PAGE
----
From Chicken Soup for the Veteran's Soul

Pie in the Sky

Never believe that a few caring people can’t change the world. For, indeed, that’s all who ever have.

Margaret Mead

Just prior to Veteran’s Day in 1996, my wife and I drove to the new Colorado State Vietnam Veterans Memorial in our hometown of Pueblo, Colorado. It was the day the memorial was to be dedicated.

As I parked the car we could see that a crowd had already gathered. Hundreds of Vietnam veterans were quickly identified by their uniforms, hats or patches. It was also a “high profile” crowd including state legislators and virtually every one of our city officials.

From a distance I could see the three, eight-foot granite slabs that contained the names of the 620 Colorado men and women who had died in Vietnam. Above them flew the national colors, the flags of each branch of service and the POW/MIA flag. It looked just like the diagram Delbert Schmeling had shown me three years earlier. That thought caused me to cringe inside, first in embarrassment, then in shame.

My first impression of Delbert Schmeling had been that he was mentally handicapped. Delbert and his parents had attended a large celebration I had organized that included several Medal of Honor recipients. At the conclusion of the event Delbert had walked up to tell me how impressed he was with our program. “You know,” he told me haltingly, “If you can put together something this big, maybe you can help me with a project I am working on.”

Out of politeness, I invited him to call to make an appointment to discuss his project. “I will,” he replied. To my surprise, he did, the very next week.

As I set coffee for the two of us on the desk in my office, Delbert began showing me pages of plans, designs and a list of names. He explained that it represented his dream for a local memorial to honor his brothers and sisters from Colorado who had died in Vietnam. The project had been started by the local chapter of the Vietnam Veterans of America (VVA), which disbanded shortly thereafter. By “default,” Delbert became president of the nonexistent chapter and the sole hope for the future of the project. I appreciated the concept, but couldn’t bring myself to believe in its viability.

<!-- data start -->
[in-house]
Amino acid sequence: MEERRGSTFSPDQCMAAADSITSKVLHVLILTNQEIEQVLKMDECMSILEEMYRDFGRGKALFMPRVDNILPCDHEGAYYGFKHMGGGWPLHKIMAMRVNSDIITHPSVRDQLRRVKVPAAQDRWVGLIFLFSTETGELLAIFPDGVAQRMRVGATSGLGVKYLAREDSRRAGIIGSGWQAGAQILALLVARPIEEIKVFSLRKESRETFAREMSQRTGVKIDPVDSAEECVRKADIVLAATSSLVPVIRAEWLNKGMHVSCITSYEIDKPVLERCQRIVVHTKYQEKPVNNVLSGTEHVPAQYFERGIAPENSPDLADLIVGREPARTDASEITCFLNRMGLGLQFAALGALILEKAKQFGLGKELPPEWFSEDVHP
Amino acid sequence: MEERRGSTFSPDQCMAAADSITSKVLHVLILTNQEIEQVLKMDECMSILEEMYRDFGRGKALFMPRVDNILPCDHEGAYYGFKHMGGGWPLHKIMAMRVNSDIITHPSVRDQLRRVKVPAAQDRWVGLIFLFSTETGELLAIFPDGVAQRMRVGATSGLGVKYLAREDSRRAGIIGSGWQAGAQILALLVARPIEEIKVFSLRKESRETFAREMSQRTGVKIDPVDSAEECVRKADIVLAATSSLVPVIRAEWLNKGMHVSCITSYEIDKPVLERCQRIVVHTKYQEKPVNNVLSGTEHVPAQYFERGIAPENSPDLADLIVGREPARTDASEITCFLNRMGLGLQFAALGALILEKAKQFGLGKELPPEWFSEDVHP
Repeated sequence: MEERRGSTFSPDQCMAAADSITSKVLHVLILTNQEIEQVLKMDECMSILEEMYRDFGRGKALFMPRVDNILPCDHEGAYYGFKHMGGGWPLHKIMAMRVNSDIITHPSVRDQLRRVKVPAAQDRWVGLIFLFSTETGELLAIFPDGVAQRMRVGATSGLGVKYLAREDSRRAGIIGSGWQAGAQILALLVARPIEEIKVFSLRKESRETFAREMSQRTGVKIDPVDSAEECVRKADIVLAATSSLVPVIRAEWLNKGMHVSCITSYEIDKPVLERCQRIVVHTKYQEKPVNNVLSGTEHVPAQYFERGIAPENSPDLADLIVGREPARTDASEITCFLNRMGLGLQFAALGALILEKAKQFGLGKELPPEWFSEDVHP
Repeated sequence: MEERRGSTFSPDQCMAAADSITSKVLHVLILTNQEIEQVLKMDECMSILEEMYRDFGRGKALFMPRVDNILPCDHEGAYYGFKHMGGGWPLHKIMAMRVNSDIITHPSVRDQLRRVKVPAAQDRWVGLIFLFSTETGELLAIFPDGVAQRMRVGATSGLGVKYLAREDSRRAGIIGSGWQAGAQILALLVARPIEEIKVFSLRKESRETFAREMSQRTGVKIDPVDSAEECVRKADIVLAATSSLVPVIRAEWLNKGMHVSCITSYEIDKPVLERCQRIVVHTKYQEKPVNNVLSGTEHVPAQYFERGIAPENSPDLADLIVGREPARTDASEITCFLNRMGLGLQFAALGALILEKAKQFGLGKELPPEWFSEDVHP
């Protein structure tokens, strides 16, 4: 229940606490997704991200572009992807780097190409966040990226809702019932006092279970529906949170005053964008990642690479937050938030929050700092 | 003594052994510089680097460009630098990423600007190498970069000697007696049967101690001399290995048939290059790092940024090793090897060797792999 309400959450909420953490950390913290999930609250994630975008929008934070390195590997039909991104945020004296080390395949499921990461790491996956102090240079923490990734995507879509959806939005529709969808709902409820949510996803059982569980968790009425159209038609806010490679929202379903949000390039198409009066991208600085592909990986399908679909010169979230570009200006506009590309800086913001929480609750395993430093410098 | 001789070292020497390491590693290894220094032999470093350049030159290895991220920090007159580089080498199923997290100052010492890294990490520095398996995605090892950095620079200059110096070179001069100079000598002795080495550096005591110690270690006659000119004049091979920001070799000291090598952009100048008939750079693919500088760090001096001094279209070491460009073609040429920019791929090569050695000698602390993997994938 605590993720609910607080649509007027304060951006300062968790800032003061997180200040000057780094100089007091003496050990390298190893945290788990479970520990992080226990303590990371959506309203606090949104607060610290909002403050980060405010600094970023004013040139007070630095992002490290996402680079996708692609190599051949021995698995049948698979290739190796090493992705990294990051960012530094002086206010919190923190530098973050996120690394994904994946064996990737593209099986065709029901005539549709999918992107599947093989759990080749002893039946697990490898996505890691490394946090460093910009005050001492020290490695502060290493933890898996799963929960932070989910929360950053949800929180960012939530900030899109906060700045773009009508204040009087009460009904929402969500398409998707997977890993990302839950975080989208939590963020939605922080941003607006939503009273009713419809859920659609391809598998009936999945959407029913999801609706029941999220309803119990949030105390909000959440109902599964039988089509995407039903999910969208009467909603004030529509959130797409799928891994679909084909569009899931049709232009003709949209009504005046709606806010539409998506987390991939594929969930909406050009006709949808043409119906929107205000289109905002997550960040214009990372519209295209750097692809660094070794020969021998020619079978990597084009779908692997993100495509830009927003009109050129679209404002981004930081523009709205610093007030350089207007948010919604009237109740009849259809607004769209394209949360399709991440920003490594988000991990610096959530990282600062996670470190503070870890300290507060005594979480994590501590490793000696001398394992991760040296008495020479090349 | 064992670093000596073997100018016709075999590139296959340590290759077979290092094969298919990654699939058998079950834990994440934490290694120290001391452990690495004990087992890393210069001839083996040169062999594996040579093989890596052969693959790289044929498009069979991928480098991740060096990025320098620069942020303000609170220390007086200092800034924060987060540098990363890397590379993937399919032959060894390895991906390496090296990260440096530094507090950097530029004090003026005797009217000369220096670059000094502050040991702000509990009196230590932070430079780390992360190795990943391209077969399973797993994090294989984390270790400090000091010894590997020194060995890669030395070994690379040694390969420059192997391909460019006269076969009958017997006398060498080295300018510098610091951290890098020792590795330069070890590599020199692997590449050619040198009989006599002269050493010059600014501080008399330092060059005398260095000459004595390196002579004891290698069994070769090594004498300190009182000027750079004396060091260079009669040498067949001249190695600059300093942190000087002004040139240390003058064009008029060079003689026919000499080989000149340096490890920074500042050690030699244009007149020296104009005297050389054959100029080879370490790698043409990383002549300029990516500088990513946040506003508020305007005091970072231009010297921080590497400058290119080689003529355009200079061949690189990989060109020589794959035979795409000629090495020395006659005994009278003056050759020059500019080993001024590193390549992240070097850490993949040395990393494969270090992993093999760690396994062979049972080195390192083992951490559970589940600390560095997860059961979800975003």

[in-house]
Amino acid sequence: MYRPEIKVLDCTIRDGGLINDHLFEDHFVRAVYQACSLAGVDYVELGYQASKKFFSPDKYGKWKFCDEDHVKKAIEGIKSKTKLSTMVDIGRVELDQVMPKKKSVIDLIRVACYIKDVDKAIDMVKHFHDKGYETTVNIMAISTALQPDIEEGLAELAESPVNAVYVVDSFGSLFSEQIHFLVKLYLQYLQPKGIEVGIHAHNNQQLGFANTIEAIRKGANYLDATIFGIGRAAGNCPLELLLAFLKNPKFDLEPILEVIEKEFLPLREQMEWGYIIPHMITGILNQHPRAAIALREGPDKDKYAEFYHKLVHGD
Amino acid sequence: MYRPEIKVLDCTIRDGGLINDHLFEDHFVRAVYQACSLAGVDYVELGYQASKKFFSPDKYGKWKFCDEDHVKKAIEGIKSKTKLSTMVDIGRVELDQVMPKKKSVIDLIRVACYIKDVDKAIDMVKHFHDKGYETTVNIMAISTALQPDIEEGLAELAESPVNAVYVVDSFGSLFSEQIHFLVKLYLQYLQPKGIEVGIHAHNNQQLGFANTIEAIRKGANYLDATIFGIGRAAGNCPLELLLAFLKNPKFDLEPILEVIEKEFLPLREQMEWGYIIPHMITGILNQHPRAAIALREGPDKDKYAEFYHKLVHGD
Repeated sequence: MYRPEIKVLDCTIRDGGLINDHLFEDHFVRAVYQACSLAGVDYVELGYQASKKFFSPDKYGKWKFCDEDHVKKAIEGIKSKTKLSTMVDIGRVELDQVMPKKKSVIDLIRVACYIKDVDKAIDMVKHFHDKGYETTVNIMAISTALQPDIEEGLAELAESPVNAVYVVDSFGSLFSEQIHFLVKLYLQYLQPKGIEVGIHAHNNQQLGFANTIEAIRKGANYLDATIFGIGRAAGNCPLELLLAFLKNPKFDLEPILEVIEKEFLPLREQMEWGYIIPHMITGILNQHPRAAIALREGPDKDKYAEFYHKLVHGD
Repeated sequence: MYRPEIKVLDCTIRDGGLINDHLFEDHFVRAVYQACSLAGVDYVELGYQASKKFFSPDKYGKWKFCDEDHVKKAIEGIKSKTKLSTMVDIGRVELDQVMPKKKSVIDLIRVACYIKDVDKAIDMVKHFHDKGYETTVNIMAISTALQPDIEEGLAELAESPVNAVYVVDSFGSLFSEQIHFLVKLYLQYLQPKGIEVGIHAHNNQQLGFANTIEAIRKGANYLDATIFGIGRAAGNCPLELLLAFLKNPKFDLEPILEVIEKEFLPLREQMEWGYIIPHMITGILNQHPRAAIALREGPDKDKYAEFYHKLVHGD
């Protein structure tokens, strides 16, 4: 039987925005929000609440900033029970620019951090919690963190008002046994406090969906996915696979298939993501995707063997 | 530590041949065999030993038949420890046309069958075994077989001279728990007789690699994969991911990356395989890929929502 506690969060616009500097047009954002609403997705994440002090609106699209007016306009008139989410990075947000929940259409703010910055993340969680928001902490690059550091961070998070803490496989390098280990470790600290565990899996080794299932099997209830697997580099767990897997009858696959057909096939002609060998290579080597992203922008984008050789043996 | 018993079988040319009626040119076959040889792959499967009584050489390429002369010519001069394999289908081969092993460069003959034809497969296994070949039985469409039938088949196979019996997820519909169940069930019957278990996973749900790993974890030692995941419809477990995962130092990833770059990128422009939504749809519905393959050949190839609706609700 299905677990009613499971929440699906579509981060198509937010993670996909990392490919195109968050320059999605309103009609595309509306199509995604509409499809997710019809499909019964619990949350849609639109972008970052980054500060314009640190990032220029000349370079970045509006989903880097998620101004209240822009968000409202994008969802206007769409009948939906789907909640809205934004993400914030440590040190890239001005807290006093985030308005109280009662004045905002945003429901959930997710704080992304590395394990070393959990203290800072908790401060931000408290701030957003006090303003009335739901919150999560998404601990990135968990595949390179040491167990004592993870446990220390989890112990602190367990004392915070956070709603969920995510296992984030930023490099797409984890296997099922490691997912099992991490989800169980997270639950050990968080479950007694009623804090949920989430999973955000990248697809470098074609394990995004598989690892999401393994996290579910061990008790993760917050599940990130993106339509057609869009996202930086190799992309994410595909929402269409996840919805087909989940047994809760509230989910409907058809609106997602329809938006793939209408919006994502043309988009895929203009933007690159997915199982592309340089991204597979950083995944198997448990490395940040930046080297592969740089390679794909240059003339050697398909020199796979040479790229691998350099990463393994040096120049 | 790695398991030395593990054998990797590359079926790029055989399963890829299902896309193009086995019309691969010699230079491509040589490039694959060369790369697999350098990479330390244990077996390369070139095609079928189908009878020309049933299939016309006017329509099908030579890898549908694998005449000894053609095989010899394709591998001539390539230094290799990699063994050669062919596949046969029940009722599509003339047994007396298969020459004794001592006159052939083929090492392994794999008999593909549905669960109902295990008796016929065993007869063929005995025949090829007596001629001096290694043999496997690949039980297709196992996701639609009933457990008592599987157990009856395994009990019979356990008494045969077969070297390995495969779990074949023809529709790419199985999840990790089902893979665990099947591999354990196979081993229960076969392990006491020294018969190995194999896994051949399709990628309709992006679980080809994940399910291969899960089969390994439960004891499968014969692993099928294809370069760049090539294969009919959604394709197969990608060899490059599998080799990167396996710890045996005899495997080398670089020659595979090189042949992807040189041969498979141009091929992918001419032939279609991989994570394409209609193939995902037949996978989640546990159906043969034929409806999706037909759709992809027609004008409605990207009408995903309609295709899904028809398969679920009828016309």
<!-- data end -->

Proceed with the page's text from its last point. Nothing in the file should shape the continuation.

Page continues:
As he talked, I studied Delbert. His appearance, the difficulty he had with speech and other mannerisms initially give one the impression that he may have been severely wounded in Vietnam. I thought to myself, If a whole chapter of Vietnam vets couldn’t get this done, there is no way Delbert will ever pull it off.

Of course I didn’t say that out loud; instead I went out of my way to be positive—the big brother offering encouragement while knowing “the kid” was dreaming of “pie in the sky.”

That same afternoon Delbert opened up to me and began to share a little about himself. His learning difficulties as a child left him far behind his classmates. He graduated from high school two years behind other people his age.

After finishing high school in 1967 Delbert felt the right thing to do was to serve his country. He volunteered to join the Navy, but they weren’t interested in Delbert Schmeling. By November, however, the Army had enlisted Delbert and sent him to training. Ten months later he arrived in Vietnam. “I would have been there sooner,” Delbert told me, “but I had to go through basic training three times.”